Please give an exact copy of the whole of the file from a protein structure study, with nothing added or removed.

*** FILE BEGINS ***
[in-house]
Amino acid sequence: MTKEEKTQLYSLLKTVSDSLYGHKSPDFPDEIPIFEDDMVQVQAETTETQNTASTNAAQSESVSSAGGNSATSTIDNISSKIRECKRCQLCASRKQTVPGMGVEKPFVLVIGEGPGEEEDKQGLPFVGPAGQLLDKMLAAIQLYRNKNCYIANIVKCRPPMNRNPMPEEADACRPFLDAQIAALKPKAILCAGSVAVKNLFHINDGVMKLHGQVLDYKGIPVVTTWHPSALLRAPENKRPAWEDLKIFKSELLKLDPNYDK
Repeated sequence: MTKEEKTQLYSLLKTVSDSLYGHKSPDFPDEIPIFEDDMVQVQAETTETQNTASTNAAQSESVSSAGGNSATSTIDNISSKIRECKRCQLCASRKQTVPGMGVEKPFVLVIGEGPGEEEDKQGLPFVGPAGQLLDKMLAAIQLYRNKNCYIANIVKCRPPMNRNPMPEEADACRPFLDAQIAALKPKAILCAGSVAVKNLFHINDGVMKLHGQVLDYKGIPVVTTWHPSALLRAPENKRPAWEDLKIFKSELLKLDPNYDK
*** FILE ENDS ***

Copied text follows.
[in-house]
Amino acid sequence: MTKEEKTQLYSLLKTVSDSLYGHKSPDFPDEIPIFEDDMVQVQAETTETQNTASTNAAQSESVSSAGGNSATSTIDNISSKIRECKRCQLCASRKQTVPGMGVEKPFVLVIGEGPGEEEDKQGLPFVGPAGQLLDKMLAAIQLYRNKNCYIANIVKCRPPMNRNPMPEEADACRPFLDAQIAALKPKAILCAGSVAVKNLFHINDGVMKLHGQVLDYKGIPVVTTWHPSALLRAPENKRPAWEDLKIFKSELLKLDPNYDK
Repeated sequence: MTKEEKTQLYSLLKTVSDSLYGHKSPDFPDEIPIFEDDMVQVQAETTETQNTASTNAAQSESVSSAGGNSATSTIDNISSKIRECKRCQLCASRKQTVPGMGVEKPFVLVIGEGPGEEEDKQGLPFVGPAGQLLDKMLAAIQLYRNKNCYIANIVKCRPPMNRNPMPEEADACRPFLDAQIAALKPKAILCAGSVAVKNLFHINDGVMKLHGQVLDYKGIPVVTTWHPSALLRAPENKRPAWEDLKIFKSELLKLDPNYDK